Where the major parties stand on 11 key policy issues
Heading into the final weekend of the 2019 Alberta election campaign, Parkland Institute research managers Alison McIntosh and Ian Hussey compare the platforms of the three major parties on 11 key policy areas.
Comparing Citizen Views in Alberta and British Columbia
The Select Special Ethics and Accountability Committee is currently reviewing four key pieces of provincial legislation, including the Public Interest Disclosure (Whistleblower Protection) Act. Parkland Institute's Rebecca Graff-McRae looks at the current act aimed at protecting whistleblowers.
I interviewed Stephen Harper in the fall of 1991 as part of my doctoral research into the Reform party. Of all the things he said at that time, the comment that has stuck most with me was that it was undesirable for a governing party to garner more than optimum electoral support; beyond that meant it owed too much to too many voters.
Comparing 11 key policy issues
As we enter the final weekend of Alberta election 2015, Parkland Institute compares the platforms of the four major parties on 11 key policy areas.
Voters values and beliefs don’t fit neatly into left vs. right camps
With Albertans in the early days of another provincial election cycle, a new report released today by the Parkland Institute says that the values of Albertans are much more diverse than over 43 years of unbroken Progressive Conservative rule would suggest, and don’t fall neatly into left-versus-right polarization.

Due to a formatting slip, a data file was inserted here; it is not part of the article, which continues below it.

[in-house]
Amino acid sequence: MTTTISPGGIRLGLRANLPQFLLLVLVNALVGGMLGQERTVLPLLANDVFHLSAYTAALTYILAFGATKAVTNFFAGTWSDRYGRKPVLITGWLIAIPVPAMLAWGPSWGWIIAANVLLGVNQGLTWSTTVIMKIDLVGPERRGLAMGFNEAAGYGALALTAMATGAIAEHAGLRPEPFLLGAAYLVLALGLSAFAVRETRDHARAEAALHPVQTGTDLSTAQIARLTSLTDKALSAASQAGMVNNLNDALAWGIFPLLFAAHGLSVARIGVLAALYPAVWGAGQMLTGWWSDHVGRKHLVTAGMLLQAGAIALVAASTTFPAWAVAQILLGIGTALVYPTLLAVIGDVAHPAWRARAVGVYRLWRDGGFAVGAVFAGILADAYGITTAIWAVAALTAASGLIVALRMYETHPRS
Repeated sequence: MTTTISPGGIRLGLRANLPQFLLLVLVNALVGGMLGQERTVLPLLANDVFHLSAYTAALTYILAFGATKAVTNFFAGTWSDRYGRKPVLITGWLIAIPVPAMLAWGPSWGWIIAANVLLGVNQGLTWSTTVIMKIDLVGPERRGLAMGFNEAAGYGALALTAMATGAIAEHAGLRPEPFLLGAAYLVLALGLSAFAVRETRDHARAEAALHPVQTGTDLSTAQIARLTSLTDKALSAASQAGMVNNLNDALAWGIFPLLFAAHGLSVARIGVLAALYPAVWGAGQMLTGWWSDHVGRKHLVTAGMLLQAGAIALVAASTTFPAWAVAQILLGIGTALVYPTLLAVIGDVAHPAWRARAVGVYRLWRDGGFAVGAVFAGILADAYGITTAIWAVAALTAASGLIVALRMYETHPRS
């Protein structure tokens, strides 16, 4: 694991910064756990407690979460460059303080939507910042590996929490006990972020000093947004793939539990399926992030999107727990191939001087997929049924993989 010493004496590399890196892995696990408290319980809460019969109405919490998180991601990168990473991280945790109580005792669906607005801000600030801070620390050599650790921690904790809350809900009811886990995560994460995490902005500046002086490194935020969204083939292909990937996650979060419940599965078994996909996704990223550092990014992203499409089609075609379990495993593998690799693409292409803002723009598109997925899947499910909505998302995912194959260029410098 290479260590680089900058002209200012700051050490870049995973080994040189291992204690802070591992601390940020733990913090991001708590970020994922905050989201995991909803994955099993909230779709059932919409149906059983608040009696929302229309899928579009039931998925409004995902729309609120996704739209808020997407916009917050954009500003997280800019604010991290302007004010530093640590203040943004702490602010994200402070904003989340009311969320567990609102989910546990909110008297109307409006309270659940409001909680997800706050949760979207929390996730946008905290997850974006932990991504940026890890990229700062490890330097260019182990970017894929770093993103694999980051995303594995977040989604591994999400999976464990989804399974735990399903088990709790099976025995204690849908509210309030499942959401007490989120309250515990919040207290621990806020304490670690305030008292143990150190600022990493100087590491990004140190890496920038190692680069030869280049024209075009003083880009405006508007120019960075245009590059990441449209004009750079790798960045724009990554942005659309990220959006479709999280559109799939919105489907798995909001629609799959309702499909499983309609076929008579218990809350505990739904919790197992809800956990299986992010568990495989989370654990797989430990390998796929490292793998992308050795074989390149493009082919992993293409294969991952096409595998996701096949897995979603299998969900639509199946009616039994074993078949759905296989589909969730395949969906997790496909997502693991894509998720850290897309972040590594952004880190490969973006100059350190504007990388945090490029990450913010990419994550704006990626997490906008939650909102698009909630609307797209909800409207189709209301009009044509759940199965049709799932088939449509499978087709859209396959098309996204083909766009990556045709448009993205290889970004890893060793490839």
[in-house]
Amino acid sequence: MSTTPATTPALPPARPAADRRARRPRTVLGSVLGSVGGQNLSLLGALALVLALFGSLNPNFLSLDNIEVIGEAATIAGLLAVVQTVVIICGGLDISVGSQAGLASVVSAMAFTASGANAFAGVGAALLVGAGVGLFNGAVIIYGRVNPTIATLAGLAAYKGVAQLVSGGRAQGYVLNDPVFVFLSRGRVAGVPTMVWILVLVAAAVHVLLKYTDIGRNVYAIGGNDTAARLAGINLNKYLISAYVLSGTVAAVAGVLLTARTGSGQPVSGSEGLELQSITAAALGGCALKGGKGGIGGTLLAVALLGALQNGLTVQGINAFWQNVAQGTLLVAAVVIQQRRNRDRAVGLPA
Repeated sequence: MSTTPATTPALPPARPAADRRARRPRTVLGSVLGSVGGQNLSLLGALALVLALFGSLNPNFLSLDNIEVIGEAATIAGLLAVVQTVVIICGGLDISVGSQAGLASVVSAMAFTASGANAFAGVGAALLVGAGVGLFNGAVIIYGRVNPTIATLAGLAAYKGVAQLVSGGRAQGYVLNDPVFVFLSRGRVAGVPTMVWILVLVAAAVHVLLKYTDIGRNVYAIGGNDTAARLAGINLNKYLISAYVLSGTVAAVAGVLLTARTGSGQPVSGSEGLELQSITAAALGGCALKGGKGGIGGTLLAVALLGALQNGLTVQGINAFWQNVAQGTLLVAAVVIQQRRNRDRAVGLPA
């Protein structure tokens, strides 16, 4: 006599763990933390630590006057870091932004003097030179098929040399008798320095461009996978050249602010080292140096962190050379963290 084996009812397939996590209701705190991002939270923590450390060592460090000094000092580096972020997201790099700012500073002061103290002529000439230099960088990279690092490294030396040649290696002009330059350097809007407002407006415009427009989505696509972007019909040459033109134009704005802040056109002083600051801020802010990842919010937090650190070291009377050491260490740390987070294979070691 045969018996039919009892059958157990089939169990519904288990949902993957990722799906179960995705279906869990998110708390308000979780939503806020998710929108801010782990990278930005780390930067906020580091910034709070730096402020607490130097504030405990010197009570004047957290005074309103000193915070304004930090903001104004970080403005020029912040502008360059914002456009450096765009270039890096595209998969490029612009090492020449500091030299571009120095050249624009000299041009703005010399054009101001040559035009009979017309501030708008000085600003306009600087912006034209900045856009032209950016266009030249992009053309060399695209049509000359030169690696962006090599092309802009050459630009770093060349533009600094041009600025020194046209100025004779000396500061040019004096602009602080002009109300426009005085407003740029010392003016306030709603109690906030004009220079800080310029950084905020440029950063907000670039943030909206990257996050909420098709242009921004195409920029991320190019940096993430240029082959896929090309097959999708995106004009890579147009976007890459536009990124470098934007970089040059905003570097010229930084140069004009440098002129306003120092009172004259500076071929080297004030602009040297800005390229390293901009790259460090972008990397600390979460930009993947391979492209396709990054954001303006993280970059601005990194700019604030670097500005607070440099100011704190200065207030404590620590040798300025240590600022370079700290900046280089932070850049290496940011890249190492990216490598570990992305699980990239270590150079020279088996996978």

The report, A Monochrome Political Culture? Examining the Range of Albertans’ Values and Beliefs, is based on public opinion surveys conducted by the University of Alberta’s Population Research Laboratory in 2014.
Examining the Range of Albertans' Values and Beliefs
The recent capitulation of Danielle Smith and eight of her Wildrose party colleagues to the governing Progressive Conservatives can only be understood by decoding the meaning of conservatism in Alberta and the political purposes that construction serves.
New report shows lack of time and inhibiting structural factors are important elements
A new study released this morning, on the second anniversary of the 2012 Alberta election, reports that Albertans cite a lack of time and inhibiting structural factors as key reasons for their failure to vote, and recommends increased advocacy and education efforts emphasizing voting as a responsibility of citizenship.